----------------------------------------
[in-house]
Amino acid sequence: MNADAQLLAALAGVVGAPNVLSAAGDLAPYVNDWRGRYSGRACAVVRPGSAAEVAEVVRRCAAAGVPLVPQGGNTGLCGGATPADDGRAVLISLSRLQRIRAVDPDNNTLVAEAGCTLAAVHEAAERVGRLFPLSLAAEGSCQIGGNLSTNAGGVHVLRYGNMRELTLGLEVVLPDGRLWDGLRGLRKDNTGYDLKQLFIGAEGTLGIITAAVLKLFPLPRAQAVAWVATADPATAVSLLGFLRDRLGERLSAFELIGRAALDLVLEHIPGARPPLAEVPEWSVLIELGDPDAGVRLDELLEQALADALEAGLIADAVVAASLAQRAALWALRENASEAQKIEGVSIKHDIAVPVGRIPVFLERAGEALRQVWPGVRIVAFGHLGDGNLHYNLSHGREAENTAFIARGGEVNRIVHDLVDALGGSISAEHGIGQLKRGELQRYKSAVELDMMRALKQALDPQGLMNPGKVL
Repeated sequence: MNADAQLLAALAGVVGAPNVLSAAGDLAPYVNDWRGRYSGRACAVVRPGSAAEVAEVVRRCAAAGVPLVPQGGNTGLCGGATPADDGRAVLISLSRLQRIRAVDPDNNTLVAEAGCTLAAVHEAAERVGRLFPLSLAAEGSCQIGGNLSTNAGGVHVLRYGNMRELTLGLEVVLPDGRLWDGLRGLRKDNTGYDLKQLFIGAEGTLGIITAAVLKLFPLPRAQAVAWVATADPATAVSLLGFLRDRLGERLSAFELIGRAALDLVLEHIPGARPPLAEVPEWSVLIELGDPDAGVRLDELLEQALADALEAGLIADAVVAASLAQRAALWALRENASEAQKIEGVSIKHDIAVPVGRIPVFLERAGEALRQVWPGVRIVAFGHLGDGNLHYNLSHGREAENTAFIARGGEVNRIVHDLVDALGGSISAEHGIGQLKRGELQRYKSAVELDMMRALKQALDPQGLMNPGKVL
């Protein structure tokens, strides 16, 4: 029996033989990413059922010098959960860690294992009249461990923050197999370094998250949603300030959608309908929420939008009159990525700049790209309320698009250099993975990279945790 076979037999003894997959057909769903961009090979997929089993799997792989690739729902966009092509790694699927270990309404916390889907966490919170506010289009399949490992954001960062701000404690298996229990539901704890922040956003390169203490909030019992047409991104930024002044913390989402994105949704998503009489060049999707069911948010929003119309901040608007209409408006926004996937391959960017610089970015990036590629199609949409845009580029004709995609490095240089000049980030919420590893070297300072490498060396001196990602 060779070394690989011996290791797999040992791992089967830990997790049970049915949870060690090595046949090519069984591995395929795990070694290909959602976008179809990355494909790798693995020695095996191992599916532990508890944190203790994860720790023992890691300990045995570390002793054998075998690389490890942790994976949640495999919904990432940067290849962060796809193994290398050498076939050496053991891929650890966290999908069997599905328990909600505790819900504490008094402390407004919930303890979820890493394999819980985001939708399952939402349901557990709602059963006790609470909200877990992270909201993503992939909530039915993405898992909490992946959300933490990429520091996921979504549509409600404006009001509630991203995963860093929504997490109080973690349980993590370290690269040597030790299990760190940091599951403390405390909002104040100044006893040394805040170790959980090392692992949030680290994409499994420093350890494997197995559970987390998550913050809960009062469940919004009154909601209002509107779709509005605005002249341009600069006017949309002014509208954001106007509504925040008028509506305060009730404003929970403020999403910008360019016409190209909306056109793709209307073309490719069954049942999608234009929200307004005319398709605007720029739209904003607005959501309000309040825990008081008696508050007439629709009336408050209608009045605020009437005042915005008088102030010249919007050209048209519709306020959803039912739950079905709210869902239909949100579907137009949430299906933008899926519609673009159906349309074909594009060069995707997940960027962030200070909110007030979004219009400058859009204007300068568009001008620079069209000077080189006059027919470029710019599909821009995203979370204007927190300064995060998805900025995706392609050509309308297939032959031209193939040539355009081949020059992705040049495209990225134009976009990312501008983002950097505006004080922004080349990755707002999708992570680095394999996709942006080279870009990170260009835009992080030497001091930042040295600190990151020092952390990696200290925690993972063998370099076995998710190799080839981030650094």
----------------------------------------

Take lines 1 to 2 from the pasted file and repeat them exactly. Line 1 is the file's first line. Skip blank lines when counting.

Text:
[in-house]
Amino acid sequence: MNADAQLLAALAGVVGAPNVLSAAGDLAPYVNDWRGRYSGRACAVVRPGSAAEVAEVVRRCAAAGVPLVPQGGNTGLCGGATPADDGRAVLISLSRLQRIRAVDPDNNTLVAEAGCTLAAVHEAAERVGRLFPLSLAAEGSCQIGGNLSTNAGGVHVLRYGNMRELTLGLEVVLPDGRLWDGLRGLRKDNTGYDLKQLFIGAEGTLGIITAAVLKLFPLPRAQAVAWVATADPATAVSLLGFLRDRLGERLSAFELIGRAALDLVLEHIPGARPPLAEVPEWSVLIELGDPDAGVRLDELLEQALADALEAGLIADAVVAASLAQRAALWALRENASEAQKIEGVSIKHDIAVPVGRIPVFLERAGEALRQVWPGVRIVAFGHLGDGNLHYNLSHGREAENTAFIARGGEVNRIVHDLVDALGGSISAEHGIGQLKRGELQRYKSAVELDMMRALKQALDPQGLMNPGKVL